“In a perfect world, the process of a record being pressed is about a three-day cycle,” explains Cascade Record Pressing’s COO Mark Rainey:
▶ First 24 hours: Labels are cured.
▶ Second 24 hours: Records are pressed and allowed to cure and cool overnight.
▶ Third 24 hours: Ready for assembly and dispatch.
Sounds simple enough, right? Well, the process is a manual, labor-intensive one with a lot of moving pieces—some of those are handled by professional engineers and press operators but others fall squarely on your plate if you’re interested in getting your music pressed on this aural analog format.
Located in a warehouse just outside of Portland, Milwaukie’s Cascade Record Pressing is Oregon’s first vinyl record pressing plant. The team started baking vinyl biscuits and pressing records in June, currently pumping out a vinyl record every 30 seconds—that’s some 25,000 per month while Cascade looks to increase its production capabilities as more presses come online and shifts are added to the workday. For the time being, the full-service vinyl manufacturing facility does one thing and focuses on doing it right: 150-gram or 180-gram, 12-inch vinyl pressed in black, custom or splattered colors.
Built with the aim of serving independent record labels and local artists, Cascade’s first customer was North Portland’s Mississippi Records and the first record out the door was a Dead Moon reissue. Supporting indies also means that Cascade fills an education role: Through good customer service and a serious emphasis on quality control, Cascade will walk the inexperienced through the vinyl pressing process and even offers useful online resources, from FAQs to downloadable design templates.
Local artists can do a run as small as 500 records and pick it up themselves to save on shipping costs. It’ll take 10 to 12 weeks from test press approval to a finished, packaged product—if artists submit everything in a timely manner. So how’s it all work?
Step 1: Mastering
Mastering is “the bridge between the artistic and the mechanical,” Rainey describes. You do this step on your own with a professional mastering engineer. Of course, Cascade recommends Portland’s Telegraph Mastering seeing as owner Adam Gonsalves is also a Cascade partner while his assistant, Amy Dragon, is the assistant plant manager. To go “from an artistic work to preparing physical manufacturing parts for mass production,” you must:
MASTER YOUR RECORDING SPECIFICALLY FOR VINYL: Compared to digital, there’s a much narrower scope of frequencies and physical space is limited (quality starts to suffer after 22 minutes per side)—watch Gonsalves and Josh Bonati tell you more about this process in an in-depth video at the end of this article.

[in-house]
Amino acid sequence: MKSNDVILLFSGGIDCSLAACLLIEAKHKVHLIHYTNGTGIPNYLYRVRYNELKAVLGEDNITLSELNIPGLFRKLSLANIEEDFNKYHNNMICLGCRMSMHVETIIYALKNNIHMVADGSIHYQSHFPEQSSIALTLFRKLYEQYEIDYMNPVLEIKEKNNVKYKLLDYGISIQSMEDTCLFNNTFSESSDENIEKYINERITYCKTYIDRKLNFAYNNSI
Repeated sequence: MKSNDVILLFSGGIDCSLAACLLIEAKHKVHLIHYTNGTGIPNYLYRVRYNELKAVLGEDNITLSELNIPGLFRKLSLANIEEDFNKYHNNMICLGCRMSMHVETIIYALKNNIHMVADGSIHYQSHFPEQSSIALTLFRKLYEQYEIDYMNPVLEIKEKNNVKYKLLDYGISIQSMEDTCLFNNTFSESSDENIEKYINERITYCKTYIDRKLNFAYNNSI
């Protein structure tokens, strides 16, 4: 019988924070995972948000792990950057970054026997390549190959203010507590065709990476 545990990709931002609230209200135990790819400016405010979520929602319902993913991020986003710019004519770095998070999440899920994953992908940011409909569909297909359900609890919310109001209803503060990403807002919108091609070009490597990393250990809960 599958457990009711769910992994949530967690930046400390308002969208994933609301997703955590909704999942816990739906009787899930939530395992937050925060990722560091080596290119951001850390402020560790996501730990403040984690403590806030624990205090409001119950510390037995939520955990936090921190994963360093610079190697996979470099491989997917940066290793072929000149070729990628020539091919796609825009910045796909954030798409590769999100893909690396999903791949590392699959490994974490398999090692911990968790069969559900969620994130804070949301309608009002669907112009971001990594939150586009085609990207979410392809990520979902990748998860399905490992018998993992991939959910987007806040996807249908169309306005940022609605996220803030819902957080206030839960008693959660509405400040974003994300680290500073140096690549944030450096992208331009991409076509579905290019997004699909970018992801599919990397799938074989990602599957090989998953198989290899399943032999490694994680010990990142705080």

CUT LACQUER: Also called an acetate disc, your mastering engineer will cut the first copy of your future record on a cutting lathe. Measuring 14 inches, there’ll be one for each side.
Step 2: PRESSING
From here on out, Cascade’s got your back.
PLATING: Due to a shortage of facilities and skilled workers, electroplating may be “the biggest bottleneck in the industry right now,” Rainey says. Good news? Cascade will handle the chemical process of turning your lacquer master into A and B side metal stampers.
SETUP AND TEST PRESSING: Includes affixing the stampers, heating plastic pellets into biscuits, and preparing labels (which are actually oven-cured to remove any moisture), then pressing a few tests. Under no circumstances should you skip test presses! You’d want to know if your tracks are in the right order and playing at the right r.p.m. before you press a couple thousand, right?
PRESSING AND QUALITY CONTROL: Labels are inserted into the press with the plump biscuit, some 100,000 pounds of pressure is applied, and out comes a record roughly every 30 seconds. The machine drops 50 records onto a spindle before Cascade pulls the stack and visually inspects every vinyl and sonically checks 10 percent of the entire run.
Step 3: PRINTING & PACKAGING
While you’ve surely given plenty of thought to your album’s cover, printing these assets must happen before Cascade will even consider pressing your record. You can do packaging design (using downloadable templates on Cascade’s website) and printing yourself, or you can allow Cascade to coordinate the process. What’s needed:
CUSTOM PRINTING: From labels to jackets and other inserts (like download cards), you can DIY the project or work with Cascade “who can pretty much provide whatever you can come up,” Rainey says.
FINAL PACKAGING: From no plastic wrap to shrink to a reusable polybag, you pick.
ASSEMBLY AND SHIPPING: Put it all together and, if you’re in Portland, you can simply pick it up yourself!